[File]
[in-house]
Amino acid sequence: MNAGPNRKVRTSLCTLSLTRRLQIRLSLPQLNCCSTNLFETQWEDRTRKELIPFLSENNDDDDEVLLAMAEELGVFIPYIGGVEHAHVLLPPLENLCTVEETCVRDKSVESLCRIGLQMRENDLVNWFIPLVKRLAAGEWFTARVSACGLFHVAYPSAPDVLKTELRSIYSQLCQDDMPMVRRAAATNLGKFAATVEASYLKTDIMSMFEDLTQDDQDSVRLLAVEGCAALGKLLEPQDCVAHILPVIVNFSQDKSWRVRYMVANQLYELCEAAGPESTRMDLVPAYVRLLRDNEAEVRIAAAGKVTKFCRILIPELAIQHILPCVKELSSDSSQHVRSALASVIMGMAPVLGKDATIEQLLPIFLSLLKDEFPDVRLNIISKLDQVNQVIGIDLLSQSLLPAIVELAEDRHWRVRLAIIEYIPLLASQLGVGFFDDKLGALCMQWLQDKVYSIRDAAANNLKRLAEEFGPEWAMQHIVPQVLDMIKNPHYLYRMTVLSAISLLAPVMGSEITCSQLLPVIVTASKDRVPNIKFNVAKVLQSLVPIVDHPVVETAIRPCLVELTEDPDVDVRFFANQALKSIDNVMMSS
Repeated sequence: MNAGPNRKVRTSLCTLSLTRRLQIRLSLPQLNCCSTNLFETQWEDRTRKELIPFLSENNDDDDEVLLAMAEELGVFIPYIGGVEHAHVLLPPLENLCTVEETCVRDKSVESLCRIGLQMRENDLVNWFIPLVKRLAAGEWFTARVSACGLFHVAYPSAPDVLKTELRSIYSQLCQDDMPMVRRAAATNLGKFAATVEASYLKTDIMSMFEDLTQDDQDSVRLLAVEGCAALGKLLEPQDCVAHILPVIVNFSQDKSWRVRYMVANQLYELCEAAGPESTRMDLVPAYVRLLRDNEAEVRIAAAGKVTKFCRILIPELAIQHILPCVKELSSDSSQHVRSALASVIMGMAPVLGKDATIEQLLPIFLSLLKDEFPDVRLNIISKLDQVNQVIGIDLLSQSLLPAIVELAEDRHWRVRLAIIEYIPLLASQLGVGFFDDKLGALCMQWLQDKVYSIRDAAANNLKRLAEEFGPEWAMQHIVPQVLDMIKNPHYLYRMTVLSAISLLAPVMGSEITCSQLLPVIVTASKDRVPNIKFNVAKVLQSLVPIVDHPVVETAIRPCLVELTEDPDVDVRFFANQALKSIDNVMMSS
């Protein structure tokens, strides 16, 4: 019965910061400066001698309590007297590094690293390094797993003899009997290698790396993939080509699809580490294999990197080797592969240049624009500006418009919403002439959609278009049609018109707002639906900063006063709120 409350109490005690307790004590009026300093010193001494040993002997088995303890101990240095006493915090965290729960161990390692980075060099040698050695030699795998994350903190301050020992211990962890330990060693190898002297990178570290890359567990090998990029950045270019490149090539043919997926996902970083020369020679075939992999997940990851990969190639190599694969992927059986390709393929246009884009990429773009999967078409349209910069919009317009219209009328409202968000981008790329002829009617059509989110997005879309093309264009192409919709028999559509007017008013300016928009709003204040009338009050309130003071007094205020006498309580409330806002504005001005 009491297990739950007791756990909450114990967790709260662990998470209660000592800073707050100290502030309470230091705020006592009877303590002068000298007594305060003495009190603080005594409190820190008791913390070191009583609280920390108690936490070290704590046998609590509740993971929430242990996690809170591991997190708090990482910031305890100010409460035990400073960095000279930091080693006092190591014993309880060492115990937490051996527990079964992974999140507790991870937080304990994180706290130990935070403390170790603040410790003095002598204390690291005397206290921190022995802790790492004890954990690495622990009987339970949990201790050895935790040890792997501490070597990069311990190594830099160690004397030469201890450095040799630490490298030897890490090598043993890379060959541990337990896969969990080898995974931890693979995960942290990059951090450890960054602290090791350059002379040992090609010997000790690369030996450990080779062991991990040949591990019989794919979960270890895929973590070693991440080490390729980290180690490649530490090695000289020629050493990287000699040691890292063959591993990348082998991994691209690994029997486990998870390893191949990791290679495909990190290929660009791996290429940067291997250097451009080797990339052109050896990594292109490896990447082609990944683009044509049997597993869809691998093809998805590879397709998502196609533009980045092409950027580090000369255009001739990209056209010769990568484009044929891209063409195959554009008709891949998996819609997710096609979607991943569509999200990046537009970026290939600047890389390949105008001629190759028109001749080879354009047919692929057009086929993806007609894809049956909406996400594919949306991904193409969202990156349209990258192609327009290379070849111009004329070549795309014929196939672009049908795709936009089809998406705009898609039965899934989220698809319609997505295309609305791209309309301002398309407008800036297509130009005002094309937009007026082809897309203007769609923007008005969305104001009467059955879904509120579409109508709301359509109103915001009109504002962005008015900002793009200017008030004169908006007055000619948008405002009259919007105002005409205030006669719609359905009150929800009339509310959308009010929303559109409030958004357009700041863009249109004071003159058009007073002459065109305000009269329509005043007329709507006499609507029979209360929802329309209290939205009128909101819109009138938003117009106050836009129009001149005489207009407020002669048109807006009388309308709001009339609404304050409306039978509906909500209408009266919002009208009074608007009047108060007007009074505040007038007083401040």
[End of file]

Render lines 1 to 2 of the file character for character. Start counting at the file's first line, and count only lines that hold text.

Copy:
[in-house]
Amino acid sequence: MNAGPNRKVRTSLCTLSLTRRLQIRLSLPQLNCCSTNLFETQWEDRTRKELIPFLSENNDDDDEVLLAMAEELGVFIPYIGGVEHAHVLLPPLENLCTVEETCVRDKSVESLCRIGLQMRENDLVNWFIPLVKRLAAGEWFTARVSACGLFHVAYPSAPDVLKTELRSIYSQLCQDDMPMVRRAAATNLGKFAATVEASYLKTDIMSMFEDLTQDDQDSVRLLAVEGCAALGKLLEPQDCVAHILPVIVNFSQDKSWRVRYMVANQLYELCEAAGPESTRMDLVPAYVRLLRDNEAEVRIAAAGKVTKFCRILIPELAIQHILPCVKELSSDSSQHVRSALASVIMGMAPVLGKDATIEQLLPIFLSLLKDEFPDVRLNIISKLDQVNQVIGIDLLSQSLLPAIVELAEDRHWRVRLAIIEYIPLLASQLGVGFFDDKLGALCMQWLQDKVYSIRDAAANNLKRLAEEFGPEWAMQHIVPQVLDMIKNPHYLYRMTVLSAISLLAPVMGSEITCSQLLPVIVTASKDRVPNIKFNVAKVLQSLVPIVDHPVVETAIRPCLVELTEDPDVDVRFFANQALKSIDNVMMSS